IWSG 84: A Change is as Good as a Rest


This post was written for the Insecure Writer’s Support Group where we share our encouragement or insecurities on the first Wednesday of the month, to join the group or find out more click here.



J Lenni Dorner | Sarah FosterNatalie Aguirre | Lee Lowery | Rachna Chhabria


For how long do you shelve your first draft, before reading it and re-drafting? Is this dependent on your writing experience and the number of stories/books under your belt?

Answer to question one: It depends.

I have a few questions too: What if finishing your story amps you up? What do you do then?Well, I suggest writing something new to help you break free from your old story. Make it a short one.

I love writing shorts. I can revise over a weekend. There is so much freedom with something you can read in an afternoon. Feedback is easier to get too.

Once you finish it, you’ll be more than ready for your revisions.

Answer to question two: Experience allows me to see my writing growth. I get a little better.

Some more wisdom is that we should remind ourselves that we succeeded. Accomplished something only a few of the 7.9 billion humans on Earth are capable of doing.

Revising will be harder than getting our first draft down. No one likes the truth when it hurts. If you land up just rephrasing what you already have then, it’s done.

Or, and this sucks, it’s time to drop it in a drawer and forget about it.

Let your beta readers tell you where it stands and move on to the next masterpiece waiting to be captured.

What about you? Do you start something new right away or do you distract yourself with another hobby?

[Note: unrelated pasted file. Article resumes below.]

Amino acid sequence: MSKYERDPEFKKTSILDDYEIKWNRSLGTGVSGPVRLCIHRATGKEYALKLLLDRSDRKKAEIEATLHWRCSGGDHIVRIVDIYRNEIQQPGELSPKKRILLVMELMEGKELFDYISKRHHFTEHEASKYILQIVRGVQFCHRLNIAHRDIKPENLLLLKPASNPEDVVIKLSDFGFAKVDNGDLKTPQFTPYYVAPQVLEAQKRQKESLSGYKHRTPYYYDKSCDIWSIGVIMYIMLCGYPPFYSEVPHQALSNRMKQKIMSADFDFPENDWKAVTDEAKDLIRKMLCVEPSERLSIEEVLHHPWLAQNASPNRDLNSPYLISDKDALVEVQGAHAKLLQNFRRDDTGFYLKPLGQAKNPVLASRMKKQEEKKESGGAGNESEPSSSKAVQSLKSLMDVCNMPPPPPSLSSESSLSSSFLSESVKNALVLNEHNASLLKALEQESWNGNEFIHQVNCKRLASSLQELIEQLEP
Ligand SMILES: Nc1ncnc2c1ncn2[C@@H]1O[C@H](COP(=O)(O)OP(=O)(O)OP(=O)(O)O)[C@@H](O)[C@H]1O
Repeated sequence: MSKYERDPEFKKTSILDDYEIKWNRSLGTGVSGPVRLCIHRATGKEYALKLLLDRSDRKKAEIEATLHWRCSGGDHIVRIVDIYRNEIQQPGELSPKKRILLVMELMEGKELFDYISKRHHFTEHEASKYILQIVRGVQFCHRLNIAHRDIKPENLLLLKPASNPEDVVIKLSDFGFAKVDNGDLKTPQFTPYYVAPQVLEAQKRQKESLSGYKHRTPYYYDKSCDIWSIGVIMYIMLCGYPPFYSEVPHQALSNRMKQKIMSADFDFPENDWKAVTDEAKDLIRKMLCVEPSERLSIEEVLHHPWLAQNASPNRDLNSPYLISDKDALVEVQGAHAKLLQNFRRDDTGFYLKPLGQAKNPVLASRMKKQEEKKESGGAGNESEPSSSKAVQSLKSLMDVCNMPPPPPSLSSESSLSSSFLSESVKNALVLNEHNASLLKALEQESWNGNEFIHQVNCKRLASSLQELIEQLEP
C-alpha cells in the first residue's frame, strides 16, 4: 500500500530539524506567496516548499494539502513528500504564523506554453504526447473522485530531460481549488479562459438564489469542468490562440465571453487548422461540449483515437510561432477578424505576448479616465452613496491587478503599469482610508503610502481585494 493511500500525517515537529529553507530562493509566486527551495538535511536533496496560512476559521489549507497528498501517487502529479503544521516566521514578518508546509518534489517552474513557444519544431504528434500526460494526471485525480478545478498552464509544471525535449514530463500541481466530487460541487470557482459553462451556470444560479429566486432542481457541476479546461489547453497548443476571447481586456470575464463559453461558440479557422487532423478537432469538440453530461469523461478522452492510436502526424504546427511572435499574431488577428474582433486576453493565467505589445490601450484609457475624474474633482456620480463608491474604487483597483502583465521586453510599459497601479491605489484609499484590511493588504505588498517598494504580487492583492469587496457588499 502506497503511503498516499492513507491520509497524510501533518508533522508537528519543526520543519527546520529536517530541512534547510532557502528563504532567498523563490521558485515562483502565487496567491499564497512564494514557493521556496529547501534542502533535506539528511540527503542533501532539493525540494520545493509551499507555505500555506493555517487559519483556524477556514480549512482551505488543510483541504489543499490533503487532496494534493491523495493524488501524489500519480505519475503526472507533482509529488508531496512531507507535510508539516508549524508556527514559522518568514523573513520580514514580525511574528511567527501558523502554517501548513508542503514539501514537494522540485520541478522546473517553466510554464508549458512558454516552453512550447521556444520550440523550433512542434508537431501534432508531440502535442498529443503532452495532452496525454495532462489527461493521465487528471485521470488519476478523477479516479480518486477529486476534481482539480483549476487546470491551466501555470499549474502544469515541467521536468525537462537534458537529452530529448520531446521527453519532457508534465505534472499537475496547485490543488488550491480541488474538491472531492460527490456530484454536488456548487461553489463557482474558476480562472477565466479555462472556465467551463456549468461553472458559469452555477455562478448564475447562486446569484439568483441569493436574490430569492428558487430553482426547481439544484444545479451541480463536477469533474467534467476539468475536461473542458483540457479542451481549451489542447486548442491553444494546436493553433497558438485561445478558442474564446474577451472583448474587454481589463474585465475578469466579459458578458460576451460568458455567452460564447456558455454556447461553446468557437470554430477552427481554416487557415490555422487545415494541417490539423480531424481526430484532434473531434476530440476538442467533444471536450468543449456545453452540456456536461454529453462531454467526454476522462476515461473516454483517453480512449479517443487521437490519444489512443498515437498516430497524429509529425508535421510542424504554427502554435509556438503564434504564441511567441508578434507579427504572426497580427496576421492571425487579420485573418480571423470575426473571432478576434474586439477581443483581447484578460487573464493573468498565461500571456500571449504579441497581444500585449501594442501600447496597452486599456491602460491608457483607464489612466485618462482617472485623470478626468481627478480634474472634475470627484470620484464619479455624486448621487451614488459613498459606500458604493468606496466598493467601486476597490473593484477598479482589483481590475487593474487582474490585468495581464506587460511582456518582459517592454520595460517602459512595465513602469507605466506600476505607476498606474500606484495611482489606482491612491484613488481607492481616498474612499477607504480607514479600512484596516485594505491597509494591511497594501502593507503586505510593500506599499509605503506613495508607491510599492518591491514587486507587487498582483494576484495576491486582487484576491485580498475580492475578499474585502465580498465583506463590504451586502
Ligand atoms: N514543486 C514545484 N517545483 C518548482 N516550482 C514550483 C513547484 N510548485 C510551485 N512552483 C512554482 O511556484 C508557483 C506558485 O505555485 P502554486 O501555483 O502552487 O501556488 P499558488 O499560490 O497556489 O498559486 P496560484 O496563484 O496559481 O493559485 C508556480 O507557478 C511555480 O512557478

On several occasions I tried to return the comment and was rejected. I don’t know why, but I’d like you to know I return all comments when I can. Sorry if I missed you.


68 responses to “IWSG 84: A Change is as Good as a Rest

  1. Hi,
    Writing shorts stories or Flash fiction is a good way to break the chain and get your mind on something else. I love writing shorts and usually write in the WEP and other contests. I even write shorts when I get stuck in a story and I am not sure of the direction that I want to go in.
    Have a lovely month of June.
    Shalom aleichem,
    Pat G @ EverythingMustChange

  2. I don’t start something new, but other people have also said they do. I think it’d be easier to do if I wrote short things too like you.

  3. I had that drop it in a drawer moment recently. Sigh.

    • Me too and funny enough sometimes I wonder if I gave up too soon. I really need to take a selfie when I’ve hit my limit. The frazzled hair and crazy look in my eye would easily remind me to keep moving forward. 🙂